Compaq DOA, Microsoft NT setup cruel and unusual punishment
Thursday, August 26, 1999 by Dave Winer.
Last Tuesday it was time to buy a new desktop computer. If you want to stay on the leading edge these days, as I do, you have to buy a new computer every six months or so. There's been a steady climb in price-performance, and when much of your software is implemented in an interpretive scripting language, as mine is, every performance boost makes new wonderful synergies possible.
Unfortunately this has meant that I have had to become a frequent customer of PC clone vendors, and a frequent installer of Microsoft's Windows NT operating system. It might just be my hardware karma, which has always been bad (I'm a software guy) or it might be that the industry is incapable of dealing with customers on a professional level, and that Microsoft's operating system suffers from a lack of attention to ease of use. It's a withering experience, as the title of this story indicates.
Anyway, after some horrible struggles with Dell that lead to outages both in productivity and service to my customers, I vowed I would never buy another Dell product again, which left me searching for a PC vendor who deserved my business, so I tried Compaq.
After entering my order on their online store website, they called two days later saying that my credit card had been declined. This was embarassing! I read the numbers off the card over the phone and the guy resubmitted it, and it went thru (I have good credit and a high charging limit).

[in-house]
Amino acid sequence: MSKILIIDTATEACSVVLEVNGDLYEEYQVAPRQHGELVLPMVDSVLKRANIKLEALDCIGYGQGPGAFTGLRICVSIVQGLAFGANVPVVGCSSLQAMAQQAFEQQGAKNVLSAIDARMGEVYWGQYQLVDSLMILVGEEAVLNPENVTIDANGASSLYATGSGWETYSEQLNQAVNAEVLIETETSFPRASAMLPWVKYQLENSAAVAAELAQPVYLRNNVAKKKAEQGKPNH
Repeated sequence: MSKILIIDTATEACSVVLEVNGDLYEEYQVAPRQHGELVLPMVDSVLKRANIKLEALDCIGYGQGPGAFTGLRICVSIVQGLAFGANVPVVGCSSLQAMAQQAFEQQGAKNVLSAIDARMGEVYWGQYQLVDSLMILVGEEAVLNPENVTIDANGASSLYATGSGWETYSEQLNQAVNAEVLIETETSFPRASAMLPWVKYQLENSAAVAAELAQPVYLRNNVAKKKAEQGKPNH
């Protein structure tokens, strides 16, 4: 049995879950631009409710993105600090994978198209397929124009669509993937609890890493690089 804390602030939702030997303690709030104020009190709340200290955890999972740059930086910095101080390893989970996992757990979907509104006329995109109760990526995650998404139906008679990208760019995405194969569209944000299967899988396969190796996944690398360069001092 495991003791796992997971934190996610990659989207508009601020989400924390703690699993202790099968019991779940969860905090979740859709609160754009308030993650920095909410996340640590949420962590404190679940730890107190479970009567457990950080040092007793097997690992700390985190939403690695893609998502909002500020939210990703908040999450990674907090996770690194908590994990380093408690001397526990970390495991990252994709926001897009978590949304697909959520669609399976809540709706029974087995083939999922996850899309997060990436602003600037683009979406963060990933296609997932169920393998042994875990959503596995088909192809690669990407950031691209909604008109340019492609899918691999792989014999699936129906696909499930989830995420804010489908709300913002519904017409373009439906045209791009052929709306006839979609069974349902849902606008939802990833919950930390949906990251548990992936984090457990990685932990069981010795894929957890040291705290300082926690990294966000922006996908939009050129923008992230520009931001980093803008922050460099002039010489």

Afterwards, I asked how this had gotten screwed up, and he said that his computer printout was missing four digits from my credit card number. That's clearly their problem. I almost certainly entered the numbers correctly. I have a lot of experience doing this! And I would be surprised (and they should be ashamed) if their online ordering software accepts incorrectly formatted credit card numbers.
I asked if this would change the arrival date of the computer, since this was one of my criteria for selecting Compaq. I wanted the computer to arrive before I left for the O'Reilly Conference, not while I was at the conference. The representative (who was not a Compaq employee) said it would be delayed until Thursday or Friday of the following week, and there was nothing he could do about it. As it turns out this was a lie. Later in the conversation he said he would pay for shipping and get it to me on Tuesday. I hate being lied to, there's nothing more humiliating, especially when I'm a customer.
The Compaq arrived Wednesday morning a couple of days late, and I happily cleared off the desk space for it and started the install, but it tripped up when it started to install Windows NT networking. It would loop over a dialog saying certain files were missing on the hard drive, it asked me to click on OK, but when I clicked on OK it just brought the dialog back up again.
So I called Compaq. We spent 1.5 hours wasting time because the service tech didn't listen to me explain what was going on. Another 1.5 hours later my wireless phone ran out of batteries and we got disconnected and I had to start over with another tech.